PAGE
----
Boris Johnson incorrectly states ‘nobody has to pay anything’ for means-tested care up to £100,000
It comes after the prime minister announced a manifesto-busting hike in national insurance contributions from April 2022, in an effort to tackle the NHS backlog and social care crisis.
During prime minister’s questions, Sir Keir Starmer repeatedly asked whether he had broken his promise made to the British people to guarantee that no-one needing care will have to sell their home.
“What we’re actually doing is lifting the floor, lifting the guaranteed floor by up to £100,000 where nobody has to pay anything across the country,” the prime minister insisted.
However, while the government document stated those with assets below £20,000 from October 2023 will not have to make any contribution for their care from savings, those with assets between £20,000 and £100,000 will only receive state support on sliding scale.
It said anyone in this bracket would be expected to “contribute towards the cost of their care from their income”, but would be eligible for “some” means-tested support.
“The new upper capital limit of £100,000 is more than four times the current limit of £23,250, ensuring that many more people are eligible for some means-tested local authority support,” it added.
The government also announced that from 2023 a new cap will be introduced, meaning no-one will have to spend in excess of £86,000 over their lifetime.
During the exchange at prime minister’s questions on Wednesday, the Labour leader also accused Mr Johnson imposing “unfair taxes on working people”.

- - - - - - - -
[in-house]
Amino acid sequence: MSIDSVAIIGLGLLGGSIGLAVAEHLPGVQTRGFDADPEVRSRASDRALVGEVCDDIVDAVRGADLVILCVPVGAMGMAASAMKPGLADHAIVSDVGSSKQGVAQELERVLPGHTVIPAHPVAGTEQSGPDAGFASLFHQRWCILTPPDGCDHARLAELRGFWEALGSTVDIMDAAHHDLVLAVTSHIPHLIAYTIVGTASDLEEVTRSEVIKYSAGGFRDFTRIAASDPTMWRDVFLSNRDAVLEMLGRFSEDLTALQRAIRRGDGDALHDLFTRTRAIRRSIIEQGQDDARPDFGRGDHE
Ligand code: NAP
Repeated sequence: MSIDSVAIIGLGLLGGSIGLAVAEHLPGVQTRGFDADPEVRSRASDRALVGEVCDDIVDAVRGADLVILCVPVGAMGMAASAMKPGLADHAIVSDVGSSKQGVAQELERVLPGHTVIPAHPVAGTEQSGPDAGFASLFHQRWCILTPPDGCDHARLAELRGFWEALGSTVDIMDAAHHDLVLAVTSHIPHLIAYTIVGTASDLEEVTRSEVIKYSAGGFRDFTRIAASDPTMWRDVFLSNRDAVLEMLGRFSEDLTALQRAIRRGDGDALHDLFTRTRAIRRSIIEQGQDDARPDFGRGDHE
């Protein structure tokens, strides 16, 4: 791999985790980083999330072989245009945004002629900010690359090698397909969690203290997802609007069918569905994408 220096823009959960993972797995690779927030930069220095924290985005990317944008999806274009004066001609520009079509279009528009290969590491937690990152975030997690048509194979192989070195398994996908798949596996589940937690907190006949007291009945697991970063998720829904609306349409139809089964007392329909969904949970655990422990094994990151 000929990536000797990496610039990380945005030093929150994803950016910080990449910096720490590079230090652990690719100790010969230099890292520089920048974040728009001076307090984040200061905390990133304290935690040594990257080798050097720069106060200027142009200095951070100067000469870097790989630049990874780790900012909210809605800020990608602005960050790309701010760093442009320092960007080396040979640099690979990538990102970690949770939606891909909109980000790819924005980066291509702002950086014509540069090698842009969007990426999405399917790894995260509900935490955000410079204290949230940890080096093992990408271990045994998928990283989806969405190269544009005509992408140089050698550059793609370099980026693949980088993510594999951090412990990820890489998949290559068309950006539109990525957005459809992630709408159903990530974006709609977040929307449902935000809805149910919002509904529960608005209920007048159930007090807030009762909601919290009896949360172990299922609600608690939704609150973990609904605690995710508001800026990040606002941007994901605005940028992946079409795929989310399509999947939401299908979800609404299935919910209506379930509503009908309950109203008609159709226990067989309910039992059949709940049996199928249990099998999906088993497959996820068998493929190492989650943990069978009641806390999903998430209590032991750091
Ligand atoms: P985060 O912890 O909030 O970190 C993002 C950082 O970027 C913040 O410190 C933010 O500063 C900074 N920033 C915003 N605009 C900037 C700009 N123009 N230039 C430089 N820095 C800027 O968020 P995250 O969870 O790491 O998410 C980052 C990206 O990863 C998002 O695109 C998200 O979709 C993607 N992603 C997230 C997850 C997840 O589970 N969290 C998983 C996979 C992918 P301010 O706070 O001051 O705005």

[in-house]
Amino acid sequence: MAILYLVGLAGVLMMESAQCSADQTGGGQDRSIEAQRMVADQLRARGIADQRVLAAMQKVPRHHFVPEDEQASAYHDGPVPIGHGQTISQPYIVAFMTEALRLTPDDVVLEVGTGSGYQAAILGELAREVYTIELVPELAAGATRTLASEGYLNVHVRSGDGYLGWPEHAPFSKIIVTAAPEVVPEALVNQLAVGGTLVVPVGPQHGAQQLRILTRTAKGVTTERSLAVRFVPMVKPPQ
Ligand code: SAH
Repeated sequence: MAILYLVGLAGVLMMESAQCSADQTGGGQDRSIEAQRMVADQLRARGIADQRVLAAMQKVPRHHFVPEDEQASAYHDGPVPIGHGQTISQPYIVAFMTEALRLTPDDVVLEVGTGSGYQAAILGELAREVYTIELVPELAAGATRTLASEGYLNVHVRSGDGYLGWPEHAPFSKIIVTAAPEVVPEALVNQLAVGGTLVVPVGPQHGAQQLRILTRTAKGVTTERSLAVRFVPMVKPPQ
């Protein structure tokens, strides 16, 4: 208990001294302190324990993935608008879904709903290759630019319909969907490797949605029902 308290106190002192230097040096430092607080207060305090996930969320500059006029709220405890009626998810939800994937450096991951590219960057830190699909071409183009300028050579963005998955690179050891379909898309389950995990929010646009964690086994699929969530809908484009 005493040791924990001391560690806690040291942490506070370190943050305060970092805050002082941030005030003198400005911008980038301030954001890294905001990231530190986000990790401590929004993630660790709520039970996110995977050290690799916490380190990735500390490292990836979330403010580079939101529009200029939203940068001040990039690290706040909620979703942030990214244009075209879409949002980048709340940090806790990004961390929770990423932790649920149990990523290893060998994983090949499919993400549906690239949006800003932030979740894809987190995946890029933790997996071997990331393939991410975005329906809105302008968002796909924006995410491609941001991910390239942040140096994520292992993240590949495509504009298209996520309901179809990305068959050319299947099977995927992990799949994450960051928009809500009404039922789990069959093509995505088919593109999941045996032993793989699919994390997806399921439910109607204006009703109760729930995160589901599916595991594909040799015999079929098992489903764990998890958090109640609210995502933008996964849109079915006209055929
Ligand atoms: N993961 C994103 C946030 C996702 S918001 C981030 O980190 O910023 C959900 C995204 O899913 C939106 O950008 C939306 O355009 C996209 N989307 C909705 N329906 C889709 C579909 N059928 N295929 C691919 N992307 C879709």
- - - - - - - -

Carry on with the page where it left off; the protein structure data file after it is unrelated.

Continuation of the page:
“This is a government that underfunded the NHS for a decade, before the pandemic, then wasted billions of pounds of taxpayers’ money on dodgy contracts, vanity projects and giveaways to mates,” he blasted.
The prime minister’s former chief aide in No 10, Dominic Cummings, also posted on social media: “The Tories are making the young — who can’t get a house & working for average/below average income, already screwed by a decade of hapless Tory government — to work harder to subsidise older richer people. They promised to do the opposite.”
Defending his proposals in the Commons, Mr Johnson added: “What this plan for health and social care does is deal after decades with the catastrophic costs faced by millions of people, the risks that they face up and down the country that they could face the loss of their home, their possessions, their ability to pass on anything to their children.
“This is the government that is not only dealing with that problem but understands that in order to deal with the problems of the NHS backlogs you also have to fix social care.”